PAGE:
He was a largely unheralded figure, content to work behind the scenes and appreciated most by those who benefitted from his care and commitment, and his experience and his knowledge.
While his legacy will be best described by others, the ever-humble Carroll put it perfectly when he summarised his emotions after walking out of the club’s SCG offices for the last time as a Swans employee.
“I’m very proud to leave knowing I’ve played a small role at a club that is well entrenched in the Sydney sporting landscape and is very much in the conversation among the clubs that are most highly respected, not just in the AFL, but across all codes,” he said.
Indeed, while Carroll himself won’t say it, other Swans insiders will. Without people like him, Rod Carter, Brett Scott, Mark Browning, Tony Morwood, Barry Round, Stevie Wright, David Murphy and Ian Roberts, among others, who gritted their teeth and fought through the tough years, the good years that followed may not have been.
Not even a lucrative offer from Carlton, at the time a power club of the competition, could tempt him to abandon the challenge the Swans agreed to tackle on behalf of the national competition.
Indeed, the club had come a long, long way from the days of that family charity match in Ganmain, and Carroll’s first taste of the game that has dominated his life.
At the time of his first football outing South Melbourne were looking for a new coach after Allan Miller, a senior executive at the ABC who had replaced Bob Skilton at the helm in 1967, had finished with the club five days earlier. The Swans had twice finished ninth under Miller, who was one of few who have coached in the AFL without having played at the highest level.
Officially Miller had stepped aside for health and business reasons, but unofficially he’d been sacked as the club targeted the legendary Norm Smith, a six-time Melbourne premiership coach who would take charge of the Swans for four years before being named coach of the AFL Team of the Century in 1996.
Skilton’s third Brownlow Medal and the debut season of newcomer Peter Bedford were rare 1968 highlights in a 1960s decade in which the club won 55 of 184 games, with two draws. The 1970s were no better, despite finals appearances in 1970 and 1977, with the club winning 72 of 222 games, with one draw.
A young Carroll was oblivious to the Swans troubles. For no particular reason he was an Essendon supporter, with a soft spot for St Kilda and Carlton through family connections.
With the invaluable benefit of hindsight it was always going to take a lot of hard work by a lot of dedicated people to restore the club to its previous high standing in the competition. And time and time again, Carroll would prove himself to be up for the fight.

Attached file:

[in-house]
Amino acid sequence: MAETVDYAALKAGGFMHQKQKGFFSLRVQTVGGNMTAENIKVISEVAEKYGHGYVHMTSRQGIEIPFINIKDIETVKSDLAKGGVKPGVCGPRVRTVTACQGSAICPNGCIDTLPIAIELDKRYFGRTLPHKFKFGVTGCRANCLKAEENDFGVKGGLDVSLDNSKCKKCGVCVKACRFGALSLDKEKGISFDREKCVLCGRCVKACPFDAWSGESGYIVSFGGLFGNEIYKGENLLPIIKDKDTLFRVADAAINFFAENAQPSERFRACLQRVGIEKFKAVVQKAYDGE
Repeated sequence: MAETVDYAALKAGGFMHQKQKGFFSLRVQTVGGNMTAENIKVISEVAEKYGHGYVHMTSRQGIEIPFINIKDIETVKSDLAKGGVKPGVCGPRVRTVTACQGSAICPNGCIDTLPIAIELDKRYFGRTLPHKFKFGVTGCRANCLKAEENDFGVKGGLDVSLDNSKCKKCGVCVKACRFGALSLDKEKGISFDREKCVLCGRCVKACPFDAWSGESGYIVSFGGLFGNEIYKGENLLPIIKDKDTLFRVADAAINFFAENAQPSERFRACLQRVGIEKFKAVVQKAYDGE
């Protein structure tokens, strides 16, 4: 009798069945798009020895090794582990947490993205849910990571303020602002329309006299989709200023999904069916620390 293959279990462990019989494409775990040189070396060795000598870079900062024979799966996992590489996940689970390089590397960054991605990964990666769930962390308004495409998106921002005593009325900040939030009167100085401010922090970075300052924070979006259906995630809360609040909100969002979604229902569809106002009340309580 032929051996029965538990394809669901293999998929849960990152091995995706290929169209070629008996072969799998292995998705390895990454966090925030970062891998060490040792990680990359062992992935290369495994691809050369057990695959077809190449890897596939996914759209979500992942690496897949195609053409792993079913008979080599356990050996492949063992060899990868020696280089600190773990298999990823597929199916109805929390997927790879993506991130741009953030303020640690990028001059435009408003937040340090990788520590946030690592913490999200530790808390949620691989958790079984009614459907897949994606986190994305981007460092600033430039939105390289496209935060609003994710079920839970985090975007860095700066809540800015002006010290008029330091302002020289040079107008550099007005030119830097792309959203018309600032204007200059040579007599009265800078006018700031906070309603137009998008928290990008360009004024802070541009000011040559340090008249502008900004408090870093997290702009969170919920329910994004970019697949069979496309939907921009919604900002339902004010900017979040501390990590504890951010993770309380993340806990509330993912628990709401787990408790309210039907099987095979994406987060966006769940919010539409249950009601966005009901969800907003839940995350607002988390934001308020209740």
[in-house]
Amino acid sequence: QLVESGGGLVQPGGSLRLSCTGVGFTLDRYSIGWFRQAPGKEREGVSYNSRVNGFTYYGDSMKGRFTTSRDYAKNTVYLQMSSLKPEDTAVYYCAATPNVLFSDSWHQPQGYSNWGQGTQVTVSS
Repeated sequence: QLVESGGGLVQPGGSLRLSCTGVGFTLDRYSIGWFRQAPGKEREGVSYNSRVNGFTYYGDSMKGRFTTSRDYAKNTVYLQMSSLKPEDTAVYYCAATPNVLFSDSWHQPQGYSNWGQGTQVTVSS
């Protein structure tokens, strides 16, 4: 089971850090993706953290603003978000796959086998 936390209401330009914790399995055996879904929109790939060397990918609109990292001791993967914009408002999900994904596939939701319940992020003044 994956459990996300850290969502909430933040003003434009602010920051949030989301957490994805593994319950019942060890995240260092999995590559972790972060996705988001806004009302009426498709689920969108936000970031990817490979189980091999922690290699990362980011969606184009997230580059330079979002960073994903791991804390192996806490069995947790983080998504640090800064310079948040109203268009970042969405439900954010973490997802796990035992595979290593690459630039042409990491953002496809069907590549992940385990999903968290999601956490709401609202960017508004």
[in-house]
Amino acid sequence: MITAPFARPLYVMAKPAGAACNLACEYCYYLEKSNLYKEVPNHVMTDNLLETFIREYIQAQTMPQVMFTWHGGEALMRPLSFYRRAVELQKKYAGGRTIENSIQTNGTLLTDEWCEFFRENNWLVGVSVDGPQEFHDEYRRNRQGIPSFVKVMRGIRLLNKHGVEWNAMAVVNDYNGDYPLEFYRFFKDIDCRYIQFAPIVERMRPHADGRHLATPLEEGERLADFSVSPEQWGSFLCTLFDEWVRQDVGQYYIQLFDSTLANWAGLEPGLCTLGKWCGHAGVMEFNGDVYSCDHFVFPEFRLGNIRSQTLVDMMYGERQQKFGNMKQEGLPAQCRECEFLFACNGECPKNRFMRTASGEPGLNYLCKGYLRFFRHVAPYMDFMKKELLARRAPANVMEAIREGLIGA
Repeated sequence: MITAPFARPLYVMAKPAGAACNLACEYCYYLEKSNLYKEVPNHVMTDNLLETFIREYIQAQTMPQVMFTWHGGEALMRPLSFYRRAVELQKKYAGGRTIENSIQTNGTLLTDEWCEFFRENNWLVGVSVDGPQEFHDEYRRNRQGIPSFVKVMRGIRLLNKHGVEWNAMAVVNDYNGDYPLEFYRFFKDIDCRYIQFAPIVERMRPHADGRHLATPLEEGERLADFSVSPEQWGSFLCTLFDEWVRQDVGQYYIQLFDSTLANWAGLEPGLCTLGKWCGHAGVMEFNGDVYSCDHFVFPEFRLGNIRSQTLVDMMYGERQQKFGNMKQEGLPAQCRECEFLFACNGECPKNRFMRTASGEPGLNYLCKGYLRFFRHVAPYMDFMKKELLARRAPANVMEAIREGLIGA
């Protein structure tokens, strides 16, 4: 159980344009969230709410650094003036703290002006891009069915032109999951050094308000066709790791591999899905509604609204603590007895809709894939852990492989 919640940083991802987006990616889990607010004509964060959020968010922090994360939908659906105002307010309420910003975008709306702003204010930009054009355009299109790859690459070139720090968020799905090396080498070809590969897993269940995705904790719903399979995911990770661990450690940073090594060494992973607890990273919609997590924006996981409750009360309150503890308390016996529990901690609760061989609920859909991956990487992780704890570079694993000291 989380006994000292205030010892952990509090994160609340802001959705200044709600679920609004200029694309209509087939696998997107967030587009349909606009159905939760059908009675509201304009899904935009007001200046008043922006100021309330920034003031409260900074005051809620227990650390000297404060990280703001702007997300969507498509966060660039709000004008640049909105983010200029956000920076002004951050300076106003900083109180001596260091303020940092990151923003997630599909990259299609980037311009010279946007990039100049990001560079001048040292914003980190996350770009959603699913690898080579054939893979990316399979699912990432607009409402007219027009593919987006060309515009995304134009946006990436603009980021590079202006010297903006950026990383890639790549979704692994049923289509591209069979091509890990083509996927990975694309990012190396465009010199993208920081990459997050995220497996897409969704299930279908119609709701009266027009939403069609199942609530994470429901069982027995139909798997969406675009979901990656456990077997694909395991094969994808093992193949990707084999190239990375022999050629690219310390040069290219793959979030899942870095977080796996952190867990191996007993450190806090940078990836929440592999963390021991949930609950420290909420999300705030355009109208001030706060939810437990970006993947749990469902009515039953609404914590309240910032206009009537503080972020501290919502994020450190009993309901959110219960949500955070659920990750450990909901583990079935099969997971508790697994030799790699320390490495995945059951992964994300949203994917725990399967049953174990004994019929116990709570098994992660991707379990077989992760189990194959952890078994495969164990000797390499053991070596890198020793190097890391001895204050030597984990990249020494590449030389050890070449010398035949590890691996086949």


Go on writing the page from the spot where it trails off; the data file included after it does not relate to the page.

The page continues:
Born in Coolamon, down the road from the family farm at Ganmain, he moved with the family to a new farm outside Tarcutta. He then left the farm at 12 to go to boarding school in Wangaratta and left school after Year 10 to join the bank, moving around the Wagga area as he was transferred from branch to branch. Four in four years.
In 1980, aged 19, he played with the Albury Tigers. After an invitation to play in a lightning premiership organised by South Melbourne recruiting boss Greg Miller for the best prospects in the club’s four zones, he won a contract with the club for 1981.
He moved to Melbourne to live first with Miller and his partner Pam, and later the family of a club supporter, before moving into a South Yarra flat with cousin Wayne and fellow Riverina recruit turned best mate and Swans caretaker coach Brett Scott.
Before his first game with the club young Carroll had learned two valuable lessons from sometime cantankerous senior coach Ian Stewart.
The first was prior to training one night during the 1980-81 off-season when Carroll, still trying to put names to faces at his new club, walked into the Lake Oval training rooms and issued his customary friendly greetings.
“As you do I used to call every second person mate. I said ‘gidday mate’ to a few players and trainers and then Stewey walked past I said ‘gidday mate’ to him. Well, he didn’t take too kindly to it.
“He turned around, grabbed two handfuls of whatever I was wearing and slammed me back against the lockers. He pointed his finger and told me in no uncertain terms what he thought. He said to me: “I’m not your &%$#% mate and I’m never going to be your mate so don’t call me mate.”
The second unforgettable lesson from coach Stewart, a triple Brownlow Medallist later to become an AFL Hall of Fame Legend, came not long before the start of the ’81 season.
“I’d had a pretty good pre-season and my training form had been OK but I hadn’t played well, so when it came time to pick the side for the last practice match at Lake Oval, I wasn’t chosen.
“Instead, I was to play in the Reserves and just before we were about to run out, Stewey came up and grabbed me by the jumper with both fists, pushed his face against mine and said to me, 'If you don’t fire up today son you can @#%@ off back to the country'.
“It was a pretty confronting thing for a young bloke down from the bush, but it was a good wake-up call and I went out determined to try to do my best.
“I was playing on the wing, and to his credit, Stewey positioned himself on the fence right in front of where I was playing. Right through the first quarter he was personally coaching and encouraging me.
“Things like ‘well done’ and ‘push up’ and the like. Then, in the second quarter he walked right around the ground to take up the same position on the opposite wing and did it all again.
“At halftime in the Reserves he had to go in and prepare for the seniors, but it was something I never forgot. He had a great football mind and I figured he must have seen something in me if he was prepared to go out of his way to help me.”
After starting the season in the Reserves, Carroll, wearing guernsey #40, debuted under coach Ian Stewart in a 44-point Round 8, 1981 win over Melbourne at Lake Oval on Saturday 16 May.